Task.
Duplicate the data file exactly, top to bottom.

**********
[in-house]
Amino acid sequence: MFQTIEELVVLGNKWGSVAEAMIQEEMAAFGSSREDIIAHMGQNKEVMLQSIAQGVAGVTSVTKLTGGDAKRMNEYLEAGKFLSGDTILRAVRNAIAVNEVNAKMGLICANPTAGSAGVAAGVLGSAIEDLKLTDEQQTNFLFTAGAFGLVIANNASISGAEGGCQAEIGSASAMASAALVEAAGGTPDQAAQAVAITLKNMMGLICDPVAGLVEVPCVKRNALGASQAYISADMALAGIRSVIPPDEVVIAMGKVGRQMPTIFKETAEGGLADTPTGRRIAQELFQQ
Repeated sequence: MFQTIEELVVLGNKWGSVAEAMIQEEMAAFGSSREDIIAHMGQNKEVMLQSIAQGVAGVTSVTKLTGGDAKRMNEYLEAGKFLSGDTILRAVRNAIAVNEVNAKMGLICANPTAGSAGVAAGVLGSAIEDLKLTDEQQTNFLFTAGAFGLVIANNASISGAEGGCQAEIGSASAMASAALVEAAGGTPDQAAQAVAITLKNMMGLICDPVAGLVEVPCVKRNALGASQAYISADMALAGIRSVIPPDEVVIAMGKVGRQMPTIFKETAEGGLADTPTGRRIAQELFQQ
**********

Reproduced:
[in-house]
Amino acid sequence: MFQTIEELVVLGNKWGSVAEAMIQEEMAAFGSSREDIIAHMGQNKEVMLQSIAQGVAGVTSVTKLTGGDAKRMNEYLEAGKFLSGDTILRAVRNAIAVNEVNAKMGLICANPTAGSAGVAAGVLGSAIEDLKLTDEQQTNFLFTAGAFGLVIANNASISGAEGGCQAEIGSASAMASAALVEAAGGTPDQAAQAVAITLKNMMGLICDPVAGLVEVPCVKRNALGASQAYISADMALAGIRSVIPPDEVVIAMGKVGRQMPTIFKETAEGGLADTPTGRRIAQELFQQ
Repeated sequence: MFQTIEELVVLGNKWGSVAEAMIQEEMAAFGSSREDIIAHMGQNKEVMLQSIAQGVAGVTSVTKLTGGDAKRMNEYLEAGKFLSGDTILRAVRNAIAVNEVNAKMGLICANPTAGSAGVAAGVLGSAIEDLKLTDEQQTNFLFTAGAFGLVIANNASISGAEGGCQAEIGSASAMASAALVEAAGGTPDQAAQAVAITLKNMMGLICDPVAGLVEVPCVKRNALGASQAYISADMALAGIRSVIPPDEVVIAMGKVGRQMPTIFKETAEGGLADTPTGRRIAQELFQQ